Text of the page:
- If you are experiencing significant distress, reach out for formal mental health supports from a health care professional or a recognized agency, such as your local CMHA. Find your local CMHA at www.cmha.ca/find-your-cmha
|On-line Resources for Indigenous Communities – Mental Wellness and |
The COVID 19 pandemic is impacting Indigenous communities in many ways. Whether or not there are cases in or close to their community, people may find themselves experiencing distress, anxiety, and uncertainty.
People who are at higher risk mayexperience more severe mental health impacts. These are understandable reactionsand there are mental wellness supports available to help. Supporting mental wellness during and after the COVID 19 pandemic is an essential service.
There is a wide range of virtual resources available to help Indigenous
communities with their mental wellness. Support is available to help
people cope with anxiety related to the pandemic itself as well as with
stress from trying to balance cultural values with public health measures, losing a job, being at home, isolation, physical distancing, family conflict, problematic substance use, and many other issues.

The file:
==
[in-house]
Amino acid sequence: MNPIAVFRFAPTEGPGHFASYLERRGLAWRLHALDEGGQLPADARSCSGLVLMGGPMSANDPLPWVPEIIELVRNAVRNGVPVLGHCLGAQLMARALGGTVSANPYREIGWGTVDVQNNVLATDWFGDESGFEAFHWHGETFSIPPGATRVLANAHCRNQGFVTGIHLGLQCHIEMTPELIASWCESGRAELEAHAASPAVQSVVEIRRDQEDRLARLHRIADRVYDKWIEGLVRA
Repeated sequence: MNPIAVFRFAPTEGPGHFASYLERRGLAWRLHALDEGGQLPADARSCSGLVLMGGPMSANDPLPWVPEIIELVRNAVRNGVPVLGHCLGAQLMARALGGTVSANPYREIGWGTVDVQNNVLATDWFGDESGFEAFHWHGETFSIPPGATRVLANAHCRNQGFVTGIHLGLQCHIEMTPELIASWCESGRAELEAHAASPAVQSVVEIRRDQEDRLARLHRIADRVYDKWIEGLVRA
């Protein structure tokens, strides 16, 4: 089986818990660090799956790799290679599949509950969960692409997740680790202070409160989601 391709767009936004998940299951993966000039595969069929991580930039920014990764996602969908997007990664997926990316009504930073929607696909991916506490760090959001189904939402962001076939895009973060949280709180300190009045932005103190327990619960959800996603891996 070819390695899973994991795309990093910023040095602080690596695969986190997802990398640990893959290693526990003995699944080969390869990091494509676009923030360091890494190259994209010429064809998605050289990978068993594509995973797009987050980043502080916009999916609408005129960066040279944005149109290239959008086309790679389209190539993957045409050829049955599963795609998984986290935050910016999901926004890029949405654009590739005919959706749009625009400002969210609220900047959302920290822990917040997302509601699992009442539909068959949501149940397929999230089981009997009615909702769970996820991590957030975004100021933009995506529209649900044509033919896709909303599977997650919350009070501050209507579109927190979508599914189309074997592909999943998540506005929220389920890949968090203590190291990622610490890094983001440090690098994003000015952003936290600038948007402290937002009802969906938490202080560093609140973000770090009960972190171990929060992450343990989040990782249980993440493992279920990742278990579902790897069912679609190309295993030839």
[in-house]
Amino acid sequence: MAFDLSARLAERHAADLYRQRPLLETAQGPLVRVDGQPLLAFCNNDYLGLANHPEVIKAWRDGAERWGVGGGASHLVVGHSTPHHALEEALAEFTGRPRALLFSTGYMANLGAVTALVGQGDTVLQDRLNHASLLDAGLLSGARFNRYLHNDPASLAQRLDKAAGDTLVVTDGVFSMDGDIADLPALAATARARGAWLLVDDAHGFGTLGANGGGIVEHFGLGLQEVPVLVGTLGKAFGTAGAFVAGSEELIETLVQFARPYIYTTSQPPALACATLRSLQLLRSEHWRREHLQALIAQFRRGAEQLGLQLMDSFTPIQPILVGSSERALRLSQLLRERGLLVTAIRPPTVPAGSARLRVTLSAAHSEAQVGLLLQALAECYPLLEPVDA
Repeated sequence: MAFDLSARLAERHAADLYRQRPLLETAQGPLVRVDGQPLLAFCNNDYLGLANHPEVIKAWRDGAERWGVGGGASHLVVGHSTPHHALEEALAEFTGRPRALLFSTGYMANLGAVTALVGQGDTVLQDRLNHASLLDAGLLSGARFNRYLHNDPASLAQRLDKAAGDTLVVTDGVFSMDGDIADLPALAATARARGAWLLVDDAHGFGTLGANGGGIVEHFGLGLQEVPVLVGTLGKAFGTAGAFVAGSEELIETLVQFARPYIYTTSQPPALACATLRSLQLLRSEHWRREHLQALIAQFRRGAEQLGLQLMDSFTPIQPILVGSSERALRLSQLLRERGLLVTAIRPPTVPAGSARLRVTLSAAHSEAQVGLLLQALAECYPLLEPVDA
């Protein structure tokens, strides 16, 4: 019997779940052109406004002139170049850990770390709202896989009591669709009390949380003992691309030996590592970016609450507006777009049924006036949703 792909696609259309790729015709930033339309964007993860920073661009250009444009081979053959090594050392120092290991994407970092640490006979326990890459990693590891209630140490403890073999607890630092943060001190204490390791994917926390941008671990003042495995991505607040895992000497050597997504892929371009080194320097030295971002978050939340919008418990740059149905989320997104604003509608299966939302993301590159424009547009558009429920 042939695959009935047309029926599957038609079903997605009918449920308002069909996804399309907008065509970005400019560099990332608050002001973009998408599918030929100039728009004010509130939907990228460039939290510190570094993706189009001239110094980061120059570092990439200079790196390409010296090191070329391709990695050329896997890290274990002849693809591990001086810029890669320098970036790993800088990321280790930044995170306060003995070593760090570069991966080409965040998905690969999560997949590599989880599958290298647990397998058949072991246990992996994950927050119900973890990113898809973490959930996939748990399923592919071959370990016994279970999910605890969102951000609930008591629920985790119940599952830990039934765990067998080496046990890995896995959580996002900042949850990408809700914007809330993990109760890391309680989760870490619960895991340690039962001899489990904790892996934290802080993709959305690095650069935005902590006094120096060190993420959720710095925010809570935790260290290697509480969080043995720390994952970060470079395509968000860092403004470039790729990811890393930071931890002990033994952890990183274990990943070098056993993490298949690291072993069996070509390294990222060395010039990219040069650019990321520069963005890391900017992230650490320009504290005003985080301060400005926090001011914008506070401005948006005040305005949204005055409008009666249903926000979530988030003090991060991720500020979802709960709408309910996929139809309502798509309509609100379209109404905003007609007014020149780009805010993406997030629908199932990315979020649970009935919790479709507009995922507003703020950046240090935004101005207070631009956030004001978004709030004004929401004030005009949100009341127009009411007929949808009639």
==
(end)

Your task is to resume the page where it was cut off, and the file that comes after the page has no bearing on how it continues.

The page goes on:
Counselling, cultural supports, and other forms of treatment are available through telehealth and on-line platforms.
It is important that Indigenous communities have easy and fast access to trustworthy, factual, and effective resources to support their mental
wellness during this challenging time. New on-line mental wellness
resources related to COVID 19 are being launched daily, which has led to an overwhelming amount of information.
Below is a snapshot of current examples of resources developed for First Nations, Métis, and Inuit populations. These lists will be updated as moreresources are identified and become available.
Crisis Lines :